In an alternative embodiment of the present invention, the guide member is actually the tubular member. In this embodiment, the bearing means is radially spaced from the wheel means relative to the guide member. Specifically, a first roller member is in surface-to-surface contact with the guide member on one side of the wheel, and a second roller member is in surface-to-surface contact with the guide member on an opposite side of the wheel. A counterbalance is connected to the platform for supporting the wheel at a desired position on the tubular member as the tubular member rotates.

BRIEF DESCRIPTION OF THE DRAWINGS

FIG. 1 is a perspective view of the inspection cart of the present invention as applied onto a pair of tubular members.

FIG. 2 is a perspective view of the platform of the cart of the present invention.

FIG. 3 is a side elevational view of the inspection cart as placed upon a tubular member.

FIG. 4 is a bottom view of the inspection cart of the present invention with the tubular member shown in transparent fashion.

FIG. 5 is a perspective view of the method of the system of the present invention showing, in particular, the method of inspecting tubular member.

FIG. 6 is a cross-sectional side view of the inspection cart as placed on the rotatable tubular member in accordance with the method of the present invention.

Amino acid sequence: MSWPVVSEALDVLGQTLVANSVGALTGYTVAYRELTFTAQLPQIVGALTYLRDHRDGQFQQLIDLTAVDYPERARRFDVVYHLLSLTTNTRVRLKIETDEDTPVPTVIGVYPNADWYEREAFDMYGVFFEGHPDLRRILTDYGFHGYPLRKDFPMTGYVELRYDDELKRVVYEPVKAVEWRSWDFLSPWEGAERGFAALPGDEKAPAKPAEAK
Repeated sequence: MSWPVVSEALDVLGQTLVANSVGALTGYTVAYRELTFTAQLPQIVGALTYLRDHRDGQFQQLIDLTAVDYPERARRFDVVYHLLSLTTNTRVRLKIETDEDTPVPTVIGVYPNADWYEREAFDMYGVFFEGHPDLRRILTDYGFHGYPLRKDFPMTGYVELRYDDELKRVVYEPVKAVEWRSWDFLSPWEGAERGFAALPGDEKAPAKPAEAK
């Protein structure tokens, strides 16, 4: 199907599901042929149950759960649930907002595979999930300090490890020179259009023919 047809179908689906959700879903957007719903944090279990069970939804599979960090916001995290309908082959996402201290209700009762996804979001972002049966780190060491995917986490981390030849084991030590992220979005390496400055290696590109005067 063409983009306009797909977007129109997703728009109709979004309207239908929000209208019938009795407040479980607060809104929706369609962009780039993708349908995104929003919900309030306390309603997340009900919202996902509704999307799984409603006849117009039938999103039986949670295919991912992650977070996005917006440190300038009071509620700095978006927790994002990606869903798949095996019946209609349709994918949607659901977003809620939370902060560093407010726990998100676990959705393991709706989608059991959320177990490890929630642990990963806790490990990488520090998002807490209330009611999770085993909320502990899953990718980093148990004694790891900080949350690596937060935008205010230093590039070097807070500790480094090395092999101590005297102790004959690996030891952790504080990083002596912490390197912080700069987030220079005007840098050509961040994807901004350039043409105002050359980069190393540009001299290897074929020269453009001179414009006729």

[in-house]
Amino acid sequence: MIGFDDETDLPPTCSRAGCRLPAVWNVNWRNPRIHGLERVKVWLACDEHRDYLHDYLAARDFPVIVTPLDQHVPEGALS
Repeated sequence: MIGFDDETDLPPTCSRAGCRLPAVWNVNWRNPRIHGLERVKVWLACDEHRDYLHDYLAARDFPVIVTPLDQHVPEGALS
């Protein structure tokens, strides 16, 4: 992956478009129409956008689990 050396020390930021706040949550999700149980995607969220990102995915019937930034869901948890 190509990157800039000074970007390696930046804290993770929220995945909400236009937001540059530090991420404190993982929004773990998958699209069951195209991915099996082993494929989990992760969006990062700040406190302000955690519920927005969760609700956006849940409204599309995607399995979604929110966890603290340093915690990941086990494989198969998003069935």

FIG. 7 is a perspective view showing the drive rollers and tubular member support rack as attached to a tubular member stand.

FIG. 8 shows the system of ultrasonic inspection in accordance with an alternative embodiment of the present invention.

FIG. 9 is a end view showing the configuration of the ultrasonic inspection cart as used in the alternative embodiment of FIG. 8.

FIG. 10 is a bottom view of the ultrasonic inspection cart as used in the alternative embodiment of FIG. 8.

FIG. 11 is a detailed view of circled area A of FIG. 8.

FIG. 12 is a diagrammatic illustration of the system of the alternative embodiment of FIG. 8 showing the positioning of the guide member relative to the inspected drill pipe.

FIG. 13 is an end view of a second alternative embodiment of the present invention.

FIG. 14 is a perspective view of the ultrasonic inspection system in accordance with the second alternative embodiment of FIG. 13.

DETAILED DESCRIPTION OF THE INVENTION

Referring to FIG. 1, there is shown at 10 the system of the present invention for the inspection of tubular members, in particular, drill pipe. The system 10 of the present invention includes a platform 12 having a non-destructive inspection unit 14 placed thereon. The cart 12 is supported upon a first tubular member 16 through the use of a first pair of wheels 18 and a second pair of wheels 20. The opposite side of the platform 12 is supported on the second tubular member 22 by a bearing arrangement 24. A sensor wheel 26 extends outwardly from the platform 12 so that the wheel 26 contacts a surface of the first tubular member 16. In the present application, certain terms are employed for purposes of simplicity. As used herein, the term "platform" can refer to flat surfaces, connector members or other structures that connect the wheels 18 and 20 and also support the inspection unit 14. Also, as used herein, the term "tubular member" can include drill pipe, casings, tubes, and solid bar stock having a circular cross-section. Furthermore, the term "bearing arrangement" can include ball bearings, small wheels, or other rotatable items that can ride on a surface of the tubular member.